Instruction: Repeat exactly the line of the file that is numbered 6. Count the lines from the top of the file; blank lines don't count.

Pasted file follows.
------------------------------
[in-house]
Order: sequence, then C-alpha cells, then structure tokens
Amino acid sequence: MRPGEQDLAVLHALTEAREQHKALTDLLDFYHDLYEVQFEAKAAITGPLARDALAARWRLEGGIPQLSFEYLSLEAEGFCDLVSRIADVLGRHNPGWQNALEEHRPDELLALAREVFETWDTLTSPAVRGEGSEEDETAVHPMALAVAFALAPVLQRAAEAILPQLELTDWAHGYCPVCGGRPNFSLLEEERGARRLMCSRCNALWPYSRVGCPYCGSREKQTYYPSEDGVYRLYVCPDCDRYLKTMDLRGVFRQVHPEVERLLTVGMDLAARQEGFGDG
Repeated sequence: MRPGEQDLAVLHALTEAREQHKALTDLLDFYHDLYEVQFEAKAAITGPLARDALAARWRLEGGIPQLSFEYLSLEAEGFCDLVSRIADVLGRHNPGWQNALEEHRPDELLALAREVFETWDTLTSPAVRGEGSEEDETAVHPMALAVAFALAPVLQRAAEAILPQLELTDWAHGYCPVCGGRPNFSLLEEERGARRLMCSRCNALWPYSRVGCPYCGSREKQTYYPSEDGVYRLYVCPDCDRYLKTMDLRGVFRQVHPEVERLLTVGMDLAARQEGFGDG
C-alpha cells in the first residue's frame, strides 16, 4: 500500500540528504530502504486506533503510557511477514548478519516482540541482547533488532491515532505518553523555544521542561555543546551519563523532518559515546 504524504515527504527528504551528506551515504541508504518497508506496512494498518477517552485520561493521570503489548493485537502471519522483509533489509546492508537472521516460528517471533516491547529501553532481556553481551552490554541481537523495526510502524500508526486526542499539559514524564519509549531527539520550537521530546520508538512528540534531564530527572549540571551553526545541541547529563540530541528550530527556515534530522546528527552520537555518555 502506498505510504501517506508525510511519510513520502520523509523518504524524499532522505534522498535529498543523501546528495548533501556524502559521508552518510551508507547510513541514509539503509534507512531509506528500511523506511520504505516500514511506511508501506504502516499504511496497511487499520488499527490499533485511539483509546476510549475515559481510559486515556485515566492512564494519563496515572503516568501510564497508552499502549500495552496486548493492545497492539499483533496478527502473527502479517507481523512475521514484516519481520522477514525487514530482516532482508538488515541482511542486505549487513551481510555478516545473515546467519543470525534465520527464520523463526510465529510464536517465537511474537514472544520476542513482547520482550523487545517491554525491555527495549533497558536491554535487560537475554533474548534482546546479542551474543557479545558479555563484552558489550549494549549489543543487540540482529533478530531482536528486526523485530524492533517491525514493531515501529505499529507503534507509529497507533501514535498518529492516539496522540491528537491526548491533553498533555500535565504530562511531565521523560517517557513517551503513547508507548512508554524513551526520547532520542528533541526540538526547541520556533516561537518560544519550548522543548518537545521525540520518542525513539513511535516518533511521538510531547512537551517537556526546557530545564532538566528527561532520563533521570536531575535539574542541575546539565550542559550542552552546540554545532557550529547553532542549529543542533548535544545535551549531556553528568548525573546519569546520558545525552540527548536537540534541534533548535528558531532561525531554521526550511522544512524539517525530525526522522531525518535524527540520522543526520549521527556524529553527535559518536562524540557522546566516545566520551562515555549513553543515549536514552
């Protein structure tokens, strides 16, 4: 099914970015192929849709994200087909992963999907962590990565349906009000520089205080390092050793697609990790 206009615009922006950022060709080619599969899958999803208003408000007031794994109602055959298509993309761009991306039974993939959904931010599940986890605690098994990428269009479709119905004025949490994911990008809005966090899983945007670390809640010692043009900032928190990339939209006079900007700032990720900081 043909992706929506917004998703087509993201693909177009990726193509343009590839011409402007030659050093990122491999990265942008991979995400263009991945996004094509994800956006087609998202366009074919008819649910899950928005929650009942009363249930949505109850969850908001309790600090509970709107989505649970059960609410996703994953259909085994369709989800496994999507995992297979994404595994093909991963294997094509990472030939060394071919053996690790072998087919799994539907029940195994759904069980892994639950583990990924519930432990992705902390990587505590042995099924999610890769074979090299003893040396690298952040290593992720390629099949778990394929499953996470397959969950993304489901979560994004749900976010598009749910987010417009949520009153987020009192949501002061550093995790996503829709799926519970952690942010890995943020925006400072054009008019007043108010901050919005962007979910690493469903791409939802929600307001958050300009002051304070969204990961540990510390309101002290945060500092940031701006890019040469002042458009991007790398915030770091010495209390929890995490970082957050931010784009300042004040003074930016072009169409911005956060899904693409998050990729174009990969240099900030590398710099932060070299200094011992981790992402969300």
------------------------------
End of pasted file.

């Protein structure tokens, strides 16, 4: 099914970015192929849709994200087909992963999907962590990565349906009000520089205080390092050793697609990790 206009615009922006950022060709080619599969899958999803208003408000007031794994109602055959298509993309761009991306039974993939959904931010599940986890605690098994990428269009479709119905004025949490994911990008809005966090899983945007670390809640010692043009900032928190990339939209006079900007700032990720900081 043909992706929506917004998703087509993201693909177009990726193509343009590839011409402007030659050093990122491999990265942008991979995400263009991945996004094509994800956006087609998202366009074919008819649910899950928005929650009942009363249930949505109850969850908001309790600090509970709107989505649970059960609410996703994953259909085994369709989800496994999507995992297979994404595994093909991963294997094509990472030939060394071919053996690790072998087919799994539907029940195994759904069980892994639950583990990924519930432990992705902390990587505590042995099924999610890769074979090299003893040396690298952040290593992720390629099949778990394929499953996470397959969950993304489901979560994004749900976010598009749910987010417009949520009153987020009192949501002061550093995790996503829709799926519970952690942010890995943020925006400072054009008019007043108010901050919005962007979910690493469903791409939802929600307001958050300009002051304070969204990961540990510390309101002290945060500092940031701006890019040469002042458009991007790398915030770091010495209390929890995490970082957050931010784009300042004040003074930016072009169409911005956060899904693409998050990729174009990969240099900030590398710099932060070299200094011992981790992402969300």